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United States. Office of Indian Affairs / Annual report of the Commissioner of Indian Affairs, for the year 1905, Part I

Reports concerning Indians in California,   pp. 180-195 PDF (7.8 MB)

Page 180

aho, Hopi, and Paiute. The Hopi occupy one village, Moencopi, and number
about 150. There are about 300 Paiutes in the northern part of the reservation.
With the exception of the Hopi, who lived so many years in such close prox-
imity to the Mormon settlers, these Indians are, perhaps, as primitive in
manners and customs and have been as little influenced by the white man's
civilization as any Indians under the control of the Government. They have
code of morals and no laws. Child marriages and polygamy are so common 
that they cause no comment, even from white people who know these Indians.
The women and girls own the sheep; each girl gets control of her part of
flock when she marries. The son-in-law lives with his wife's people, as the
mother does not wish to divide the flock, and as she does not wish to support
any more sons in-law than are necessary, it frequently happens that the same
man marries all the daughters in one family. 
The Navaho are inveterate gamblers. It is very difficult to bring them to
see any harm in it, as several of their gods were gamblers. The Navaho, like
most Indians, seems to have an inherent craving for whisky, but these Indians
are not given to drinking. The Navaho on this reservation knows but little
about a higher life, and he cares less. I am told that no child has been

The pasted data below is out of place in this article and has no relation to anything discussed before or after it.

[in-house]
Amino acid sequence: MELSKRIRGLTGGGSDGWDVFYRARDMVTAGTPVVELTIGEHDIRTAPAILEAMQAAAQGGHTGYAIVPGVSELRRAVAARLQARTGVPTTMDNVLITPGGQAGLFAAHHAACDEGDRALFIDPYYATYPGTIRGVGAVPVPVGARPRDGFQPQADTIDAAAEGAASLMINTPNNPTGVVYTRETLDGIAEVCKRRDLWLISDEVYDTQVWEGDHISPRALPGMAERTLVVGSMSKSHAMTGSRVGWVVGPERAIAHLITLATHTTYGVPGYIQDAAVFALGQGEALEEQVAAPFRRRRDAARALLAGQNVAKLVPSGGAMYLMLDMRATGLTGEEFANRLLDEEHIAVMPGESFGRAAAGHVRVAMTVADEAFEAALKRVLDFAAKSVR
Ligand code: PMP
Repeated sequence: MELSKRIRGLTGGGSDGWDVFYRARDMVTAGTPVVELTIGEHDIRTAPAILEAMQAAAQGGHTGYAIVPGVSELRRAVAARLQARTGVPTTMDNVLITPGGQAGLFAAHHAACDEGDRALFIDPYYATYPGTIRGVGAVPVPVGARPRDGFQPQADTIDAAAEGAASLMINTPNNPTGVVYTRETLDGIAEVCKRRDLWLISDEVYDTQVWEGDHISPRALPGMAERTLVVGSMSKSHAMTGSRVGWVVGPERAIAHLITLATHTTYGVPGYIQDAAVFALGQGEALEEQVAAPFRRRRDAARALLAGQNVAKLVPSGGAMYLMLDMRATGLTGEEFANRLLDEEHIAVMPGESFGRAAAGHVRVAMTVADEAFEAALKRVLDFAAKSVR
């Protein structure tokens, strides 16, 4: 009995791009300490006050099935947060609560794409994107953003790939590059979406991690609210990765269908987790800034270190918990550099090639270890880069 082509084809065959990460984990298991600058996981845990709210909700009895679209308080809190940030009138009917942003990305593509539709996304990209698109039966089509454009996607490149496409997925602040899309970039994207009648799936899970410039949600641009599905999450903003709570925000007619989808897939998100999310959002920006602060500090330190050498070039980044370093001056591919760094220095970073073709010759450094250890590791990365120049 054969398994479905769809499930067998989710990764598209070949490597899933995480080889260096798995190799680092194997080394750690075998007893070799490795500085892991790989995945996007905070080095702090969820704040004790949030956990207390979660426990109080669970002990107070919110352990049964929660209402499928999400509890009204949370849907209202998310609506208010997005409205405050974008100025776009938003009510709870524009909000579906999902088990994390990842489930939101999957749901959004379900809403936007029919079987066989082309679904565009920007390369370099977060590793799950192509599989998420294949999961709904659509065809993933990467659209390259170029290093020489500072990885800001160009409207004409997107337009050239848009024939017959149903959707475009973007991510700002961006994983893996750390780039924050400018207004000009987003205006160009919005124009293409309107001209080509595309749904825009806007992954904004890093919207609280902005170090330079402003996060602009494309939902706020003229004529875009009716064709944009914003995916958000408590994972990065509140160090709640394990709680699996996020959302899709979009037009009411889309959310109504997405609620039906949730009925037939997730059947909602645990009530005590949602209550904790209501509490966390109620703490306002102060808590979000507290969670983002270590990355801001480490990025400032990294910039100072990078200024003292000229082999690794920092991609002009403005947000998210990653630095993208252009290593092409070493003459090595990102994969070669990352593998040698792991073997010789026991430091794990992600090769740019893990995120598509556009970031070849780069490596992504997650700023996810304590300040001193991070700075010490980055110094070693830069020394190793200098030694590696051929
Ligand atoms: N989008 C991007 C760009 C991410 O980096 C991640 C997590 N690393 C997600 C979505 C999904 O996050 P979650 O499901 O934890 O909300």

put in 
school if his people could support him at home. Those who have attended 
school are either orphans or the children of very poor parents. Schools are
popular with the wealthy class. These Indians are and always have been self-
supporting, but the women contribute fully 97 per cent of the support of
Missions.-Up to the present time but very little missionary work has been
done among these Indians. The National Indian Association has done pioneer
work for some years. This association has now assigned its stations to regular
church organizations, and a new force of workers will soon be placed in the
Farming land.-The Government acquired about 800 acres of arable land 
from the white settlers, but it has been so neglected that less than one-half
of it 
is capable of being cultivated to-day. Much of what was once farms can not
now be distinguished from the surrounding desert. The Indians expected to
be given possession of the settlers' homes as soon as they were-vacated,
great dissatisfaction prevails among them because this was not done. The
land and the locality are admirably adapted to fruit raising, and all of
the land 
that can be supplied with water should be devoted to this industry. 
Live stock.-These Indiang have just passed through a period of drought that
must have rivaled the seven dry years in Egypt. While thousands of sheep
died, the drought was not an unmixed evil, for it strewed the desert with
carcasses of thousands of worthless ponies. The standard of wealth has been
transferred from the cayuse to the sheep. During the struggle for existence
a prejudice sprang up against ponies that nothing else could have created.
The precipitation during the past year was unusually heavy, but through lack
of storage facilities the Indians have not derived much benefit from it.
the feed was killed out for miles around the permanent water, and it will
require years to restore the ranges to a normal condition, even under the
improved methods. 
Through many years of inbreeding the Navaho sheep has greatly deteriorated
in wool-bearing qualities. This should be remedied by introducing improved
bucks. The flesh of the -Navaho sheep resembles that of the antelope rather
than that of the eastern sheep, and if once introduced among epicures it
soon be as much in demand as the famous Navaho blanket. 
Allotments.-No allotments of land have been made on this reservation, but
sixteen patents were issued to that number of Indians, who had made applica-
tion for them before the reservation included their lands. 
Superintendent and Special Disbursing Agent. 
JACKSON, CAL., August 7, 1905. 
As Congress failed to make an appropriation for the Digger Indians for the
fiscal year of 1905, I have been somewhat handicapped and have not got along

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